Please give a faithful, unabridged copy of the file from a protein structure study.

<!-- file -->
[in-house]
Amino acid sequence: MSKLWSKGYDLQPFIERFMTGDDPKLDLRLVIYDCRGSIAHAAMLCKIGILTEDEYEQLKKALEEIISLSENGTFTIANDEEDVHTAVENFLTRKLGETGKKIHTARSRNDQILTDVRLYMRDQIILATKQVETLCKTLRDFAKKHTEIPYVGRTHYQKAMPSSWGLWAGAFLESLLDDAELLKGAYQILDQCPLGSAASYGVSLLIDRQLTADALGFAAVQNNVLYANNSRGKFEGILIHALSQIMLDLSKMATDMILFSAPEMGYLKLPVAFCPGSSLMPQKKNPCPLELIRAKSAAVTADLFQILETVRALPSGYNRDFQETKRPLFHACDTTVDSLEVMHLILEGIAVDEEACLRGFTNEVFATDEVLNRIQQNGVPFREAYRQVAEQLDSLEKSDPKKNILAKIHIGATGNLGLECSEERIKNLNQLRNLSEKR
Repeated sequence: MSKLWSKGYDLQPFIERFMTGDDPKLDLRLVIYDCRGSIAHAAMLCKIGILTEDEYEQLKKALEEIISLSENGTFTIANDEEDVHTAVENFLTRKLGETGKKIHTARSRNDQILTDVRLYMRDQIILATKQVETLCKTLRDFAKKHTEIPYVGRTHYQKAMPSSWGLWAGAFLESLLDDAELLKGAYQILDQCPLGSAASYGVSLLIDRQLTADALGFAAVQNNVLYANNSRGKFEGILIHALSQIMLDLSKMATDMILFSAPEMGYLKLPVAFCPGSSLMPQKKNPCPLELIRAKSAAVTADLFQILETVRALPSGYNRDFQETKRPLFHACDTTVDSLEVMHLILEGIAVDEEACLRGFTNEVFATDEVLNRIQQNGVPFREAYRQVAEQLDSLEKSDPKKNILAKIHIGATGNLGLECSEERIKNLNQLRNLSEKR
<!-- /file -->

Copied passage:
[in-house]
Amino acid sequence: MSKLWSKGYDLQPFIERFMTGDDPKLDLRLVIYDCRGSIAHAAMLCKIGILTEDEYEQLKKALEEIISLSENGTFTIANDEEDVHTAVENFLTRKLGETGKKIHTARSRNDQILTDVRLYMRDQIILATKQVETLCKTLRDFAKKHTEIPYVGRTHYQKAMPSSWGLWAGAFLESLLDDAELLKGAYQILDQCPLGSAASYGVSLLIDRQLTADALGFAAVQNNVLYANNSRGKFEGILIHALSQIMLDLSKMATDMILFSAPEMGYLKLPVAFCPGSSLMPQKKNPCPLELIRAKSAAVTADLFQILETVRALPSGYNRDFQETKRPLFHACDTTVDSLEVMHLILEGIAVDEEACLRGFTNEVFATDEVLNRIQQNGVPFREAYRQVAEQLDSLEKSDPKKNILAKIHIGATGNLGLECSEERIKNLNQLRNLSEKR
Repeated sequence: MSKLWSKGYDLQPFIERFMTGDDPKLDLRLVIYDCRGSIAHAAMLCKIGILTEDEYEQLKKALEEIISLSENGTFTIANDEEDVHTAVENFLTRKLGETGKKIHTARSRNDQILTDVRLYMRDQIILATKQVETLCKTLRDFAKKHTEIPYVGRTHYQKAMPSSWGLWAGAFLESLLDDAELLKGAYQILDQCPLGSAASYGVSLLIDRQLTADALGFAAVQNNVLYANNSRGKFEGILIHALSQIMLDLSKMATDMILFSAPEMGYLKLPVAFCPGSSLMPQKKNPCPLELIRAKSAAVTADLFQILETVRALPSGYNRDFQETKRPLFHACDTTVDSLEVMHLILEGIAVDEEACLRGFTNEVFATDEVLNRIQQNGVPFREAYRQVAEQLDSLEKSDPKKNILAKIHIGATGNLGLECSEERIKNLNQLRNLSEKR